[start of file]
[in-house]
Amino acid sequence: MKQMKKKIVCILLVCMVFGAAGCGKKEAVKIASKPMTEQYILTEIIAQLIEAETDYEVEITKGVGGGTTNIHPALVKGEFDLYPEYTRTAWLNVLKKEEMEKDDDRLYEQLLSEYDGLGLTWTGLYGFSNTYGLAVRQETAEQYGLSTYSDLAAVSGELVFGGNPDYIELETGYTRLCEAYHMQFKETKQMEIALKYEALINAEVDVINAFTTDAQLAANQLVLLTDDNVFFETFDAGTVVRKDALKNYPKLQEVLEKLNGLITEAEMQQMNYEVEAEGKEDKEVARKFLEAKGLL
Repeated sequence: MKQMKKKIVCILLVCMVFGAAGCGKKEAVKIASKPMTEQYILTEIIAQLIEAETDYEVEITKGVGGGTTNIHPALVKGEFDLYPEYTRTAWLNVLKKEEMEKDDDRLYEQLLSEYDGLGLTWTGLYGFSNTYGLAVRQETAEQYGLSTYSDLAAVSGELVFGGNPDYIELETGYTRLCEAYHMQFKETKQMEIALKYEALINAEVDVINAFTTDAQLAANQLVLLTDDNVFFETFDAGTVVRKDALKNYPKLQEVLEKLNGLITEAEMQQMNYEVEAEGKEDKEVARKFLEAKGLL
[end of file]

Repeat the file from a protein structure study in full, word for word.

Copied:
[in-house]
Amino acid sequence: MKQMKKKIVCILLVCMVFGAAGCGKKEAVKIASKPMTEQYILTEIIAQLIEAETDYEVEITKGVGGGTTNIHPALVKGEFDLYPEYTRTAWLNVLKKEEMEKDDDRLYEQLLSEYDGLGLTWTGLYGFSNTYGLAVRQETAEQYGLSTYSDLAAVSGELVFGGNPDYIELETGYTRLCEAYHMQFKETKQMEIALKYEALINAEVDVINAFTTDAQLAANQLVLLTDDNVFFETFDAGTVVRKDALKNYPKLQEVLEKLNGLITEAEMQQMNYEVEAEGKEDKEVARKFLEAKGLL
Repeated sequence: MKQMKKKIVCILLVCMVFGAAGCGKKEAVKIASKPMTEQYILTEIIAQLIEAETDYEVEITKGVGGGTTNIHPALVKGEFDLYPEYTRTAWLNVLKKEEMEKDDDRLYEQLLSEYDGLGLTWTGLYGFSNTYGLAVRQETAEQYGLSTYSDLAAVSGELVFGGNPDYIELETGYTRLCEAYHMQFKETKQMEIALKYEALINAEVDVINAFTTDAQLAANQLVLLTDDNVFFETFDAGTVVRKDALKNYPKLQEVLEKLNGLITEAEMQQMNYEVEAEGKEDKEVARKFLEAKGLL